The former palace of the Marquis of Matallana, built in 1776, houses a fascinating collection of 19th-century paintings, furniture and decorative art which captures the essence of the cultural, political and everyday life of Madrid of his lifetime.
Works by Goya,Esquivel, Madrazo, Alenza and the Bécquer brothers, ceramics from Sargadelos and Sèvres, a collection of porcelain dolls, 15 pianos, imperial and Isabelline furniture, and even the pistol Larra used to commit suicide allow the visitor to be immersed in the Romantic period as well as the magical landscaped Magnolia Garden.
One of Spain´s greatest writers from its 17th century golden age, the museum is his house situated in the Las Letras quarter in Madrid´s old town and where he lived from 1610 until his death in 1635.
The museum includes the reconstructed studio and oratory which include paintings, furniture,books and kitchenware belonging to the writer. Outside the peaceful back garden or ‘mi güertecillo,’ as Lope used to call it is open to visitors.
Period plays are performed in the house during the evening summer months which recreate the spirit of Lope de Vega’s time and the Golden Age of Spanish art and literature.
Dating back to 1720, this institution is dedicated to the artisanal production of tapestries, carpets and coats of arms. The works produced can be seen displayed in all the palaces belonging to the Spanish Crown.
The museum exhibits an important collection of carpets and tapestries including some of the most important pieces made in Spain including The Acts of the Apostles, woven in 17th century Flanders and works based on designs by leading Spanish painters such as Goya and Juan Gris.
A huge stately mansion and former home of one of Spain´s riches men, the Lázaro Galdiano Museum houses an exquisite collection of works of art. Paintings by Goya, El Greco, Zurbarán and Hieronymus Bosch abound as well as bronze figures, ceramics, glassware, textiles, medals and weapons of great value.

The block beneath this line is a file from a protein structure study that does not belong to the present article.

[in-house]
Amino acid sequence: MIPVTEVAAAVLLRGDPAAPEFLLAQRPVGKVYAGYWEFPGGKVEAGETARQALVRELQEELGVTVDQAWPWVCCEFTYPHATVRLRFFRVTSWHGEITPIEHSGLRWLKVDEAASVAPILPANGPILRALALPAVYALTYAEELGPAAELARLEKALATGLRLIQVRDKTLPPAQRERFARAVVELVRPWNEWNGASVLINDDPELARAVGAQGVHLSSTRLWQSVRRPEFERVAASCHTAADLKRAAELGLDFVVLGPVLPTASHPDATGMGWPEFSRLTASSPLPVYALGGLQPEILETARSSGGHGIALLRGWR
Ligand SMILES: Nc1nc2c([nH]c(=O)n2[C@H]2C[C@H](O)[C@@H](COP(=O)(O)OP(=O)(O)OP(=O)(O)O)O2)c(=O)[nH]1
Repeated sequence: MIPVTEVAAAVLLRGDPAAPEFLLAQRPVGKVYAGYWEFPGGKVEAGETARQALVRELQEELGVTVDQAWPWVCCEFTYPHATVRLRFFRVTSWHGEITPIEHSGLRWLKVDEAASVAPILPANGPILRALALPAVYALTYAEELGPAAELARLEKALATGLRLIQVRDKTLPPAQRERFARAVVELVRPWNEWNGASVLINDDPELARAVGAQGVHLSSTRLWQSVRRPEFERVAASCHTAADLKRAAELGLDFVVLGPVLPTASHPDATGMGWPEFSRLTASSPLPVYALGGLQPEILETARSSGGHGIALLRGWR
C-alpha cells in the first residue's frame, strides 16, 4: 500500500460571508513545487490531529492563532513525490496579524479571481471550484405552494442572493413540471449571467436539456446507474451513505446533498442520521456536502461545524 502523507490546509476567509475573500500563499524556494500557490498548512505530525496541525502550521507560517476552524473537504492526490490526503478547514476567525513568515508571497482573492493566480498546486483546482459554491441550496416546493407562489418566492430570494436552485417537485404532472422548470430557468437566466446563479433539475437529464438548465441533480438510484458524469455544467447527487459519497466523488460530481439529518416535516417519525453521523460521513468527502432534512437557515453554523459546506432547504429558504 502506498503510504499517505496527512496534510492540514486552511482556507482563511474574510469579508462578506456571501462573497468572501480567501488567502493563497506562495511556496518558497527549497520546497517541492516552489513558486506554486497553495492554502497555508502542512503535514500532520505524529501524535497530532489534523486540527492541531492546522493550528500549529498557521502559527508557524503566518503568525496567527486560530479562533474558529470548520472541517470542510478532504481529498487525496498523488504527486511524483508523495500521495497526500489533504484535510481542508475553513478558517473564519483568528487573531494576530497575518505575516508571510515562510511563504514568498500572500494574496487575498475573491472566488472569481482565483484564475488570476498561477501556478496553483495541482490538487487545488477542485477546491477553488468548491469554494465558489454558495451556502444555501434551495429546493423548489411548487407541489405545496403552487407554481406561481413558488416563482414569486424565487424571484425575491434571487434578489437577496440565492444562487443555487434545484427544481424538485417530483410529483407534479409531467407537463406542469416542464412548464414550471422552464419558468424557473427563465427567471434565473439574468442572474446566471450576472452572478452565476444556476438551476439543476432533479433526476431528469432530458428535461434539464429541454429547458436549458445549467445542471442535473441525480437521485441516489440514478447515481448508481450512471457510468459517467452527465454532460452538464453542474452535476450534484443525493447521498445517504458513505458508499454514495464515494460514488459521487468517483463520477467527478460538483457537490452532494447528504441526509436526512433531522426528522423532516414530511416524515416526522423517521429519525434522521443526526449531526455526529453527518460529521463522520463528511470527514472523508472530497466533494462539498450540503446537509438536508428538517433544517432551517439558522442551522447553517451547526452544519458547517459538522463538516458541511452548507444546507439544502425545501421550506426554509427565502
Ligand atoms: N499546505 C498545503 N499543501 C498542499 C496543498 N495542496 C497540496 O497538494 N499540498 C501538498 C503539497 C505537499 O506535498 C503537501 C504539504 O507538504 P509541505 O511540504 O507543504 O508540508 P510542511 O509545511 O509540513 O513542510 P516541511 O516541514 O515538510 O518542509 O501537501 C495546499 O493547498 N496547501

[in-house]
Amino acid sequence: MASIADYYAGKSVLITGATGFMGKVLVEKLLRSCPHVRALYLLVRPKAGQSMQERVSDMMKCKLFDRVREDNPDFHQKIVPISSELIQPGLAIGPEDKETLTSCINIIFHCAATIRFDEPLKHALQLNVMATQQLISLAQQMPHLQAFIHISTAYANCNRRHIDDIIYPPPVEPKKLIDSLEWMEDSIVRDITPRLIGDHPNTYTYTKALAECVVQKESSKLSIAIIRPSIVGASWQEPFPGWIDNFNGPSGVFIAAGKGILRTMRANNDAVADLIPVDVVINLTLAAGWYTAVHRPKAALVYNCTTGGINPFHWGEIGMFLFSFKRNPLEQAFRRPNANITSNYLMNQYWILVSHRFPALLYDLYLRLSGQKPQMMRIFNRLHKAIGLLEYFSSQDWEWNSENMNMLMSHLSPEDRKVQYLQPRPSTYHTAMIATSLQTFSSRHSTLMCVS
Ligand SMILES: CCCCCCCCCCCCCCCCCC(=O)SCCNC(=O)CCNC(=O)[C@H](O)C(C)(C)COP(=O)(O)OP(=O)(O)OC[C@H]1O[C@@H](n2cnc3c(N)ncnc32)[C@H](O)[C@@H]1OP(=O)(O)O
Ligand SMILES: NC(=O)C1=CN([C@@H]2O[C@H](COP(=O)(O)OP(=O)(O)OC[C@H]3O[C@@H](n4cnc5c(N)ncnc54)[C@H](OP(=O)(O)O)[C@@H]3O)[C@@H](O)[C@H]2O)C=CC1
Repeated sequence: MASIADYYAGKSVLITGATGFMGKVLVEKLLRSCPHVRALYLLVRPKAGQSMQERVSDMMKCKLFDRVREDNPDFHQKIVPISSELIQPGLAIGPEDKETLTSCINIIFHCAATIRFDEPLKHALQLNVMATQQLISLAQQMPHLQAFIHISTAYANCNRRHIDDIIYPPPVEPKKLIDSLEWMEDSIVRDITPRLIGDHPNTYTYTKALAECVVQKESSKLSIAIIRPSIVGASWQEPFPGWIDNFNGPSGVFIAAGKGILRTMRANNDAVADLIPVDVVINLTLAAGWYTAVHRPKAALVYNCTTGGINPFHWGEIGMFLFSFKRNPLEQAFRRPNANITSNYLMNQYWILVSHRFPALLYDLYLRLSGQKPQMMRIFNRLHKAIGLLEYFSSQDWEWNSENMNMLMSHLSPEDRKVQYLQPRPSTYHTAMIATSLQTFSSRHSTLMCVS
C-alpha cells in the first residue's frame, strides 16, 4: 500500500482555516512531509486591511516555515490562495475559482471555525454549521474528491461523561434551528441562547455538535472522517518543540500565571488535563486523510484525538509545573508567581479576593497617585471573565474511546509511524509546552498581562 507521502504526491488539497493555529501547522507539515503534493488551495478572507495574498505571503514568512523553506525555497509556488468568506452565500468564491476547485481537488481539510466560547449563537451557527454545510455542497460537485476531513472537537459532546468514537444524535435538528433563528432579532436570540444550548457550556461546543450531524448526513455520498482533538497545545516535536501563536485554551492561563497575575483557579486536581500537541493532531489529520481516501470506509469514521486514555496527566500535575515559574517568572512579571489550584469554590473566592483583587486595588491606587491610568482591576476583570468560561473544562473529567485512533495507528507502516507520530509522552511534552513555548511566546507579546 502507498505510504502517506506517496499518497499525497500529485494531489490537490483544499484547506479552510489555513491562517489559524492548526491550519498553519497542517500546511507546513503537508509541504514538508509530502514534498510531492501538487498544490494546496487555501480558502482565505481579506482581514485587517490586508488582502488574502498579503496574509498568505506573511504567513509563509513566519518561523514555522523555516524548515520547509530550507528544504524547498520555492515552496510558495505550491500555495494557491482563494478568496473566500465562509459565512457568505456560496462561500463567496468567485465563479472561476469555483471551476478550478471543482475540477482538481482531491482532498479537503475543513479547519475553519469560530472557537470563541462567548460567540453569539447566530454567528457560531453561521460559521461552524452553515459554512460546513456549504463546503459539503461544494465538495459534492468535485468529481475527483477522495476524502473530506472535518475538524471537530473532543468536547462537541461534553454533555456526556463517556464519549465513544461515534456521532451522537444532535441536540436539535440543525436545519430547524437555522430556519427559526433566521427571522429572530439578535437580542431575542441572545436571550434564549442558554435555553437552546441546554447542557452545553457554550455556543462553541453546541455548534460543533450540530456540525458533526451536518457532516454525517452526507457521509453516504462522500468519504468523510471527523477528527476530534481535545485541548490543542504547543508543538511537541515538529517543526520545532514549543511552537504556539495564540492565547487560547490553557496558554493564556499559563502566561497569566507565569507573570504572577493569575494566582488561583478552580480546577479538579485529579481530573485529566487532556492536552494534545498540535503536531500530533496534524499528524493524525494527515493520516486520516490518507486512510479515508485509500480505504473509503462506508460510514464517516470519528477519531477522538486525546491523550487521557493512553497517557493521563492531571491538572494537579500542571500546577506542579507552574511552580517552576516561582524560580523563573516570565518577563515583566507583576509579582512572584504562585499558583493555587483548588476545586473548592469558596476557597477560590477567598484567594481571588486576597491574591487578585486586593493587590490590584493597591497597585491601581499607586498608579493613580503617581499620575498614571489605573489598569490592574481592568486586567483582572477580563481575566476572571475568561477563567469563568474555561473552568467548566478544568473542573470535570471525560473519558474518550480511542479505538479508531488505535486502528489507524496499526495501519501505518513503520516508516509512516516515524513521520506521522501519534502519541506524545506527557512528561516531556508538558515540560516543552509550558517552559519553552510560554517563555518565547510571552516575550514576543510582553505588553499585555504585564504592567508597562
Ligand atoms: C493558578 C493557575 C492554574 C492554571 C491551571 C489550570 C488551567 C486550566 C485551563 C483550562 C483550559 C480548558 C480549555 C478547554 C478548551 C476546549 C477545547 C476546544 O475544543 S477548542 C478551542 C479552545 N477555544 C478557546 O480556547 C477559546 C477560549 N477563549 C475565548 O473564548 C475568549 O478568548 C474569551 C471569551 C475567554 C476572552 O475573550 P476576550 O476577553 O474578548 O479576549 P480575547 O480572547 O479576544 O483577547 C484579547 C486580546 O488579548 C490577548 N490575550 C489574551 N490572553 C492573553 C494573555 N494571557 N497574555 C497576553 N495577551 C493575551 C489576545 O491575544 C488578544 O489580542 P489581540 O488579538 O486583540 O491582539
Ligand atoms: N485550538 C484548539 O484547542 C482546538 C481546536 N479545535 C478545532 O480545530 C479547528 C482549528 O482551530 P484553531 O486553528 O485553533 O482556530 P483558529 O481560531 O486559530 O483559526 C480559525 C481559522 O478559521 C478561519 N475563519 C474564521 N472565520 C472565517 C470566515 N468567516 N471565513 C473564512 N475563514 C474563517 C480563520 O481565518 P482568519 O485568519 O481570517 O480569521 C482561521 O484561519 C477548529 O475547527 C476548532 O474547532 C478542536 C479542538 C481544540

Lázaro Galdiano was a prolific art collector as well as a bibliophile. He gathered singular documents like letters written by Lope de Vega and many medieval manuscripts. The library of the Lázaro Galdiano Foundation is open for researchers only, but a selection of its holdings can be seen in temporary exhibitions at the museum.
San Fernando Royal Academy of the Fine Arts
The establishment of a Royal Academy of Fine Arts was first proposed by painter Antonio Meléndez, who suggested the idea in 1726 to king Philip V for the creation of an Academy of Arts for design, painting, sculpture and architecture to showcase the finest work of the then Spanish Empire.
Today, the Museum at the San Fernando Royal Academy of Fine Arts houses over 1,400 paintings, 600 sculptures and 15,000 drawings, as well as an outstanding collection of decorative arts objects including tapestries, silverware, ceramics, porcelain, clocks, furniture and medals.
Among the many jewells in the muesum are the permanent collection which include 13 of Francisco de Goya´s most important work such as two self-portraits, the Corrida de Toros (Bullfight), the portraits of Moratín, Juan de Villanueva, the actress La Tirana and the Carnival scene known as the Entierro de la Sardina (Burial of the Sardine).